There have been recent reports of children who experienced rashes or skin lesions or an inflammatory response several weeks after having been infected with COVID-19.
“COVID toes”, also known as chilblain-like lesions, are one of several skin lesions seen in COVID-19. These particular skin lesions seem to be a specific rash and are usually seen in children or young adults and not associated with severe disease. These skin lesions occur later in the evolution of the illness. They often don't require any specific treatment unless they are causing symptoms. The most common symptoms with "COVID toes" are pain or itching. If this is an issue, you can see your doctor and they may prescribe a topical steroid cream for symptom relief.
There have been a couple of hundred cases worldwide of a syndrome that seems to appear in children several weeks after they have been infected with COVID-19. The rare condition, mostly reported in Europe, the United Kingdom and the United States, is now referred to as multisystem inflammatory syndrome in children (MIS-C). It can resemble other known illnesses like toxic shock, Kawasaki disease and gastrointestinal illness and can include symptoms like rashes, fever, swelling of the hands and feet. The syndrome appears to be caused by an exaggerated immune response. Most children who have had this illness have recovered.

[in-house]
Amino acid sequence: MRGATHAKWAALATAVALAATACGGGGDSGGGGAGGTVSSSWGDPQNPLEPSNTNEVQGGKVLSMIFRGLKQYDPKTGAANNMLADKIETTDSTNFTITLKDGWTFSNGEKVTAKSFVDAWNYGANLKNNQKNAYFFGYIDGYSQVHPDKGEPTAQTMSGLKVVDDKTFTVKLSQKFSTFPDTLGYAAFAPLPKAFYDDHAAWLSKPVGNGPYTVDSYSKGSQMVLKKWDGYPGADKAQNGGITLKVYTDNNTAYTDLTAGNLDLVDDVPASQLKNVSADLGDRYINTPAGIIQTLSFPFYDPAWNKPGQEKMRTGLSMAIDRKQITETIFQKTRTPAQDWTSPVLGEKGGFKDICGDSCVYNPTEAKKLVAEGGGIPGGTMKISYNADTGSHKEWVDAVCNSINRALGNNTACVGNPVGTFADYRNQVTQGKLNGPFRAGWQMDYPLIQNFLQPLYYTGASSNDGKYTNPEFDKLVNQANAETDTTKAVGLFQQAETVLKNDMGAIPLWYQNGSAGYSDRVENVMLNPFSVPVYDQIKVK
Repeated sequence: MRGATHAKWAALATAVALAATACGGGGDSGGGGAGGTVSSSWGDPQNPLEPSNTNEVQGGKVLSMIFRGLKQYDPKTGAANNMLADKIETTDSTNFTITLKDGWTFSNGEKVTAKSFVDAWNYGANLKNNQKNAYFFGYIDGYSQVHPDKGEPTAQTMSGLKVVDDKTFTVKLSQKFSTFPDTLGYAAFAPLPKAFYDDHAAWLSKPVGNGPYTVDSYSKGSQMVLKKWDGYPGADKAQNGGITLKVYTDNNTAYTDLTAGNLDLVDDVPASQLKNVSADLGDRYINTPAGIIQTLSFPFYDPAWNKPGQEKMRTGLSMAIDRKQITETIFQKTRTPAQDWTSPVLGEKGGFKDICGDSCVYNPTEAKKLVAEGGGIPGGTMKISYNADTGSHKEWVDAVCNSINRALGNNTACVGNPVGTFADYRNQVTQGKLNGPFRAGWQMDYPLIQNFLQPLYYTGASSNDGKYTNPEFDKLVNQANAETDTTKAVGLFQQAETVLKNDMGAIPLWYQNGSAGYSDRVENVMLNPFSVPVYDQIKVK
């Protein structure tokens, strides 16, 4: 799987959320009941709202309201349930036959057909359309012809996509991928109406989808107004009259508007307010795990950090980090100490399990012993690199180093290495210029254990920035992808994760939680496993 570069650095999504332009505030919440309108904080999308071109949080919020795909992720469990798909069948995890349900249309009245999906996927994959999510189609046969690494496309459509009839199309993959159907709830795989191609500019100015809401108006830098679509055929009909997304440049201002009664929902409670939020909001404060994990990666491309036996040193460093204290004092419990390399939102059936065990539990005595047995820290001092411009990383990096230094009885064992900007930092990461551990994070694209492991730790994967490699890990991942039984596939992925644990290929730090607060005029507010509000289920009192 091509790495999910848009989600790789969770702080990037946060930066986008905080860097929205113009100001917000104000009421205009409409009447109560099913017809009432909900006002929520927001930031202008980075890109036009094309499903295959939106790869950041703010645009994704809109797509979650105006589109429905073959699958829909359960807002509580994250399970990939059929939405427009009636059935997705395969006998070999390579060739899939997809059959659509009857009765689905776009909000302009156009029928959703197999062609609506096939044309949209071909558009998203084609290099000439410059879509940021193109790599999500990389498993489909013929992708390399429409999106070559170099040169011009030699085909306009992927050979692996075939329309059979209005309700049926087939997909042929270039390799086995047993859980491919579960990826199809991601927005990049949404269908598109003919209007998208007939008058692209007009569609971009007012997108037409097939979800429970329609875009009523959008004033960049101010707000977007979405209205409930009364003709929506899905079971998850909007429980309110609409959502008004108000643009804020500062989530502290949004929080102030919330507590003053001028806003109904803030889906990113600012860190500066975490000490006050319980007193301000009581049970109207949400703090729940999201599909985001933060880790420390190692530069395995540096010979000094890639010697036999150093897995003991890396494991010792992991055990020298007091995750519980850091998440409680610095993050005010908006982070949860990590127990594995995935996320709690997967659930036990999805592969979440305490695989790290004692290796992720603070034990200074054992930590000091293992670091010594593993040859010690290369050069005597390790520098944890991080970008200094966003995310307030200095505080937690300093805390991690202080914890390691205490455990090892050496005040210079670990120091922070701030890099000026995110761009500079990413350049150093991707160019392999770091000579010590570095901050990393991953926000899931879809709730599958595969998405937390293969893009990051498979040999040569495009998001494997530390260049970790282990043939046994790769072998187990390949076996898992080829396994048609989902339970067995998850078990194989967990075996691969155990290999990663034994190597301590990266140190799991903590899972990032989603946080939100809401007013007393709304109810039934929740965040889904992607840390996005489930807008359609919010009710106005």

There have been no confirmed cases of this syndrome in B.C., however, the first cases of suspect MIS-C were reported in August 2020. The cases are considered suspect because they did not test positive for COVID-19 virus, they did not test positive for COVID-19 antibodies, and they had no known exposure to a reported COVID-19 case. Since none of the cases were linked to a COVID-19 infection, it is expected that they are likely due to another cause. All cases have recovered.
As B.C. has seen much lower rates of COVID-19 infection than other parts of the world, we are also less likely to see cases of MIS-C. BC Children's Hospital will continue to monitor closely any patients with symptoms that could be in keeping with MIS-C.